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Shelby Mallin1 Curtis Baker2 Ronda Coguill2 Hugh Craig3 Jack Skinner4 Dario Prieto1

1, Montana Tech, Butte, Montana, United States
2, Montana Tech, Butte, Montana, United States
3, Sp2Nano, Butte, Montana, United States
4, Montana Tech, Butte, Montana, United States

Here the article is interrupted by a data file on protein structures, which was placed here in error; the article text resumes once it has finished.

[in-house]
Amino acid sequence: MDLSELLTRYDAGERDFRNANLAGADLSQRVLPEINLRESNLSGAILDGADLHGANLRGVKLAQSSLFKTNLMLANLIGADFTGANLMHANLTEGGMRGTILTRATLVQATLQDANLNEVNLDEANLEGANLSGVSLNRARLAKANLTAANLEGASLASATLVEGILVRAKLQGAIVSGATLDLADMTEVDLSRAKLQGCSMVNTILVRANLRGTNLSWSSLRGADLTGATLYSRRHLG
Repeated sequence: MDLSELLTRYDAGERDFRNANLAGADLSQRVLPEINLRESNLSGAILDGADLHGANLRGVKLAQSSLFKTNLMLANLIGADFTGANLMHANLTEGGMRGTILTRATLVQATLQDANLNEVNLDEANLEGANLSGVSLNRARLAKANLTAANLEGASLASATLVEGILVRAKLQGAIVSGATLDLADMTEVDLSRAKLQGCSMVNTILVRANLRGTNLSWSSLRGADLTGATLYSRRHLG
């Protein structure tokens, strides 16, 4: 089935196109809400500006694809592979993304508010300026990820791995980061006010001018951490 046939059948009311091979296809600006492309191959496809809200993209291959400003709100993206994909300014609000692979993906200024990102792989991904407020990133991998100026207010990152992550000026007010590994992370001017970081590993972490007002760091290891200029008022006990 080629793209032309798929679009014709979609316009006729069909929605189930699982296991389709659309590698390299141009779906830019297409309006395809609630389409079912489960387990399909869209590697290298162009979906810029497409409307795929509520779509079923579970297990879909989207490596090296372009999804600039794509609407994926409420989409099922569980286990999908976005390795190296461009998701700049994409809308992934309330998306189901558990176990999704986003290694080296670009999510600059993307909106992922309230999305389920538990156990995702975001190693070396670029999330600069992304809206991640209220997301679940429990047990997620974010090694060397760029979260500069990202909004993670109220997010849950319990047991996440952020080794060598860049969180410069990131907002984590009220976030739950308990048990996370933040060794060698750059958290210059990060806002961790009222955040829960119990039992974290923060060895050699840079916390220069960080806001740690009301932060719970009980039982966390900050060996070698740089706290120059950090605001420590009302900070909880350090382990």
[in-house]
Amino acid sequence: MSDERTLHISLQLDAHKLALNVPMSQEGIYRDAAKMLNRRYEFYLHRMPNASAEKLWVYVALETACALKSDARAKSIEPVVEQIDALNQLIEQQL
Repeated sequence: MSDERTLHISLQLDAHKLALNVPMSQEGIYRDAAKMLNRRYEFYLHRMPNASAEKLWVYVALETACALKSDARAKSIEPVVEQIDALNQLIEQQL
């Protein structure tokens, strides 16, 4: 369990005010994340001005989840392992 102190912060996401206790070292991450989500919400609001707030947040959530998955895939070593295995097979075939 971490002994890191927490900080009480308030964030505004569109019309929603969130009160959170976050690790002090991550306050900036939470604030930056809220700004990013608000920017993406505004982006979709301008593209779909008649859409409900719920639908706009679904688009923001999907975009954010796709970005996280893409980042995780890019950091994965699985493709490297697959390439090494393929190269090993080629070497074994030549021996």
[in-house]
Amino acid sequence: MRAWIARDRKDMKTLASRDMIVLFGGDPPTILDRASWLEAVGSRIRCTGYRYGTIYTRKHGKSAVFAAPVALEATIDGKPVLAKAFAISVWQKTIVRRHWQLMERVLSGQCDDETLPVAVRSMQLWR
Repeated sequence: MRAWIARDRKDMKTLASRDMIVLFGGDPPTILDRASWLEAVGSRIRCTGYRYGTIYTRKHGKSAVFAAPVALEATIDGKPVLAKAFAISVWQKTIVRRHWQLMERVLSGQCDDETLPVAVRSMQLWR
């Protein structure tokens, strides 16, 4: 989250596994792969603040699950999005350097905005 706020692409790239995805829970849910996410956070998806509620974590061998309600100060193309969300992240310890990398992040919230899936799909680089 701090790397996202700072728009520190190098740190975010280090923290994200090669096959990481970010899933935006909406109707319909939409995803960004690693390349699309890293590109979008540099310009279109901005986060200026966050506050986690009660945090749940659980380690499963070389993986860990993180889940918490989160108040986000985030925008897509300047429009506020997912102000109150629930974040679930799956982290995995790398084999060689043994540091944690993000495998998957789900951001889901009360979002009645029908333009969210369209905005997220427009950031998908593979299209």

Woven fabrics of para-aramid fibers, such as Kevlar and Twaron, are widely used in body-armor applications, but they are limited to shrapnel and small-caliber ratings. These fibers typically fail due to breakage of hydrogen bonds between polymer chains. Cross-linking solves this issue, but results in fabrics less pliable, less breathable, and less suitable for wearable applications. Herein, we present a simple method to enhance the mechanic and ballistic properties of woven para-aramid fibers without compromising their desirable qualities. First, multiwall, carboxyl-functionalized carbon nanotubes (CNTs) dispersed in toluene are functionalized with toluene diisocyanate (TDI). Then, carboxyl or amine functionalized para-aramid fabrics are treated with the TDI-CNT dispersion, which results in CNT loadings up to 6 wt%. The addition of CNTs produces modest tensile strength increases (~5 %) and significant increases in single yarn pull-out strength (190 %). This behavior is indicative of increased entanglement—greater difficulty in fibers sliding past one another, but not in moving together. The modified fabrics are also subjected to two types of ballistic tests using projectiles of 2.6 g and 215 m/s. Single layers of fabric dissipate up to 80 % more kinetic energy following the addition of CNTs. Similarly, five layers of fabric result in up to 50 % lower back-face deformation of ballistic clay following the addition of CNTs. These significant enhancements not only enable lighter and stronger body armor, but they also expand the potential applicatons of para-aramids.

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